The Jeff Bezos-led company has not yet responded to a request for comment from Fox News, but told the AP: "We appreciate the increased effort by local law enforcement to tackle package theft and remain committed to assisting however we can."

    Similar programs have been tried in other cities including Albuquerque, New Mexico, and Hayward, California.

    Amazon’s mixed privacy efforts

    Amazon has worked hard to stave off package theft in a number of different ways. Earlier this year, the tech giant acquired Ring, which makes video doorbells and a number of other home security products, for $1 billion. Upon completion the deal, the press release made sure to note that the "two companies will work together to accelerate Ring’s mission to reduce crime in neighborhoods…"

    Despite this, there has been an outcry against Amazon from several groups who say that the tech giant is infringing upon people's privacy with its technology.

    On Wednesday, the ACLU wrote a blog post about one of Amazon's patents that would add face surveillance to homeowner's front doors. "As a former patent litigator, I've spent a lot of time reading patents," Jacob Snow, Technology & Civil Liberties Attorney, ACLU of Northern California wrote in the post. "It’s rare for patent applications to lay out, in such nightmarish detail, the world a company wants to bring about. Amazon is dreaming of a dangerous future, with its technology at the center of a massive decentralized surveillance network, running real-time facial recognition on members of the public using cameras installed in people’s doorbells.


    The company has also received a significant amount of blowback for its Rekognition facial recognition technology, both from its employees and those who have bemoaned it could lead to mass surveillance in the not-too-distant future.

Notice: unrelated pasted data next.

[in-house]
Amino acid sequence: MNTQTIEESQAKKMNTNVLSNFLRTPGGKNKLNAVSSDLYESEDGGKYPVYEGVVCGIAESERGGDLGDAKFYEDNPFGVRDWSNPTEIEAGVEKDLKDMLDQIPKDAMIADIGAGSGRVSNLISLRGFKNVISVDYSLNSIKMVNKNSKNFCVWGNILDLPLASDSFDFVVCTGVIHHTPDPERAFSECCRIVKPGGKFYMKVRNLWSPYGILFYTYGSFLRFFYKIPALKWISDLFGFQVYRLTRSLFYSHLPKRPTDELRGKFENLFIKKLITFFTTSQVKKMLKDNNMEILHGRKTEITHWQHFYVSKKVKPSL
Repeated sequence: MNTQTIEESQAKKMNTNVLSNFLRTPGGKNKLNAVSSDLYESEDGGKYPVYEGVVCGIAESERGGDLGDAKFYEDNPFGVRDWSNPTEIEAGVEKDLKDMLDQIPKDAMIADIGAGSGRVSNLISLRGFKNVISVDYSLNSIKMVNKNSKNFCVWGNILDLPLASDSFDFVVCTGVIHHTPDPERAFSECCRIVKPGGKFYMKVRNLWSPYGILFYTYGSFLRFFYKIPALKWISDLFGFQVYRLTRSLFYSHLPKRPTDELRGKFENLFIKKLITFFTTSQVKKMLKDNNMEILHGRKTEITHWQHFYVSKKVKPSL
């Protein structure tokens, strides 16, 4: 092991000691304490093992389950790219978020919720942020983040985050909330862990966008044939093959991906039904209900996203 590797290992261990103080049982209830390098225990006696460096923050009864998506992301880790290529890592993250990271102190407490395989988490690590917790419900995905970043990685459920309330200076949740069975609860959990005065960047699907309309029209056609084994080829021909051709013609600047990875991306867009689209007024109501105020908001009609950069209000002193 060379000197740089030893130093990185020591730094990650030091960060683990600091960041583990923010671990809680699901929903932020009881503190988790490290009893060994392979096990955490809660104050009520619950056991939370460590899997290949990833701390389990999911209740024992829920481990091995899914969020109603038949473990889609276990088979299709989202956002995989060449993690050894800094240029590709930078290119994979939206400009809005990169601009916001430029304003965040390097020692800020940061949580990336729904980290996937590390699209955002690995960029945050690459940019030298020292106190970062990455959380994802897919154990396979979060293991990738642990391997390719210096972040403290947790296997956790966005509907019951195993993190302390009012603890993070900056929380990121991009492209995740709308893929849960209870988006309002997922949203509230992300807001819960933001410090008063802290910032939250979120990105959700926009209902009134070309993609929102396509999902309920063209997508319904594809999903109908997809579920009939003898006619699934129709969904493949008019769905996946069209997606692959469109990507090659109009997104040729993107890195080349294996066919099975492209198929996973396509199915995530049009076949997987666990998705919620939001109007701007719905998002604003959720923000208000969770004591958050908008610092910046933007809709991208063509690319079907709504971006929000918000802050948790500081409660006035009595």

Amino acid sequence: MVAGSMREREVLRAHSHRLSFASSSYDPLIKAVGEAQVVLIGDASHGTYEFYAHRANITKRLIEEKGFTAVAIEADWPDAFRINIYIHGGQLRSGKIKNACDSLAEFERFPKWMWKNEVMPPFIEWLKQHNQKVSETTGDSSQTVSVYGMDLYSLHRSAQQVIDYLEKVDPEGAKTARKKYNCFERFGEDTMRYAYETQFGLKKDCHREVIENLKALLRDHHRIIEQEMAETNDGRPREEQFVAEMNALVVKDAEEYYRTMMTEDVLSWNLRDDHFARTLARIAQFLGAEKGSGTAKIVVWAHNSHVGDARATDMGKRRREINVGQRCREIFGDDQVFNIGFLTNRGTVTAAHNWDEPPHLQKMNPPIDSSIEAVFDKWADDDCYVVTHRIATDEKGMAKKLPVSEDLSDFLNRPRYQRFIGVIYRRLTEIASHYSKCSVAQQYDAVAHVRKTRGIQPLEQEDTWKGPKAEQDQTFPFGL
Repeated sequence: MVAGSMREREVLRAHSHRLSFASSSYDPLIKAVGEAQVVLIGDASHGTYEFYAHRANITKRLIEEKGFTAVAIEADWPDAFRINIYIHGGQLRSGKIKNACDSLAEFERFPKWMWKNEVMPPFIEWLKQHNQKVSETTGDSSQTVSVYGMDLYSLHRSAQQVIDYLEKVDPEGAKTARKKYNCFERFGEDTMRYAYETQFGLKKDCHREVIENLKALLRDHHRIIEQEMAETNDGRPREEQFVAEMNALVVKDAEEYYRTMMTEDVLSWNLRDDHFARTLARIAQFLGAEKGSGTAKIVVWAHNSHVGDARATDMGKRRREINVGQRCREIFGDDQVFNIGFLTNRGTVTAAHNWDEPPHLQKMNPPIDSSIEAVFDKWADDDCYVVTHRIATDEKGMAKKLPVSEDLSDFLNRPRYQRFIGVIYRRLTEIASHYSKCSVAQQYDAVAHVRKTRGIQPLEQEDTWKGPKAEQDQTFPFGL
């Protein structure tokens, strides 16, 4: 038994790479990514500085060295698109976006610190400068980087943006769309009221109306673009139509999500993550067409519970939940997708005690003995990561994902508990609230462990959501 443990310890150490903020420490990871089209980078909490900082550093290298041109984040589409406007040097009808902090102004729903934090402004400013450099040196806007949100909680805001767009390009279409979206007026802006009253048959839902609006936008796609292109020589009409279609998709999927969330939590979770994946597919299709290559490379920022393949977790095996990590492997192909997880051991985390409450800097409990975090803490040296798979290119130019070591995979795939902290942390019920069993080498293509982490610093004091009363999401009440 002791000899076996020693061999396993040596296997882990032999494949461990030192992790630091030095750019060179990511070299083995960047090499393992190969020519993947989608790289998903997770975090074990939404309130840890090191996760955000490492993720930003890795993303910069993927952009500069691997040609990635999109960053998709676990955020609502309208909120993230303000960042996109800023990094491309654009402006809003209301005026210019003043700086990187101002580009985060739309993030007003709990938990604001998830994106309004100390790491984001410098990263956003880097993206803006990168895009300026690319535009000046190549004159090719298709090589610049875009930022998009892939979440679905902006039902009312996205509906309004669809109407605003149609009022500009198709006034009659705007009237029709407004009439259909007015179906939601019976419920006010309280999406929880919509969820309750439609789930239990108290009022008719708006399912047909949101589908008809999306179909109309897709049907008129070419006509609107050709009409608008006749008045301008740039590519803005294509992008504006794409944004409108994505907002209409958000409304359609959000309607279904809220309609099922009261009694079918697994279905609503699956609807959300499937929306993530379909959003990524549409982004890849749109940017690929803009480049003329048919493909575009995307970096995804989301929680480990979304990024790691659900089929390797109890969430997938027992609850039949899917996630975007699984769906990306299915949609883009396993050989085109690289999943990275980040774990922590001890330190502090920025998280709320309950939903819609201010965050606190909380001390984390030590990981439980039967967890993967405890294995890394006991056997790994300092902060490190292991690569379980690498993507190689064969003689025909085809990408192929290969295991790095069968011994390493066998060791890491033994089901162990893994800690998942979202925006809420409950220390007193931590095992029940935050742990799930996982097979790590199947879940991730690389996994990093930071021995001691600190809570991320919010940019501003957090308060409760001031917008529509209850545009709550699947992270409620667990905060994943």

In July, the Rekognition facial surveillance technology wrongly tagged 28 members of Congress as police suspects, according to ACLU research.

    Fox News' James Rogers, Christopher Carbone and the Associated Press contributed to this story. Follow Chris Ciaccia on Twitter @Chris_Ciaccia

    ACLU slams ‘nightmarish’ Amazon patent application to bring facial recognition to your front door

    A patent application from Amazon to pair its facial recognition technology with a doorbell camera company that Amazon acquired has privacy advocates saying the company is building a perfect tool for authoritarian surveillance.

    The patent application, which was filed by doorbell company Ring prior to being purchased by Amazon earlier this year, shows a system that law enforcement officers can use to match faces of people walking by your house who might be deemed "suspicious." Homeowners could add photographs into the system, potentially allowing the doorbell's facial recognition program to scan anyone who walks by. If a match occurs, that information could be sent to the police, who could arrive in minutes.

    A former patent litigator who works for the ACLU in Northern California described it as "disturbing" on the civil liberties group's website.


    "It’s rare for patent applications to lay out, in such nightmarish detail, the world a company wants to bring about," said Jacob Snow, a technology and civil liberties attorney at the ACLU. "Amazon is dreaming of a dangerous future, with its technology at the center of a massive decentralized surveillance network, running real-time facial recognition on members of the public using cameras installed in people’s doorbells."

    Amazon declined to comment for this story.

    The ACLU has previously called attention to Amazon's Rekognition program, which the tech giant has sold to police departments and marketed to ICE, as being discriminatory toward people of color, immigrants and the formerly incarcerated. A test found that the Rekognition system wrongly identified 28 lawmakers — most of whom were people of color — as police suspects.

    Amazon's facial recognition system has also been protested by its own employees and by lawmakers who worry it may be racially biased.

    The ACLU lawyer concludes by saying: "Amazon is building the tools for authoritarian surveillance that advocates, activists, community leaders, politicians, and experts have repeatedly warned against. It is doing so without regard for how the technology will be exploited by law enforcement, ICE, and other government agencies prone to violence and racial discrimination."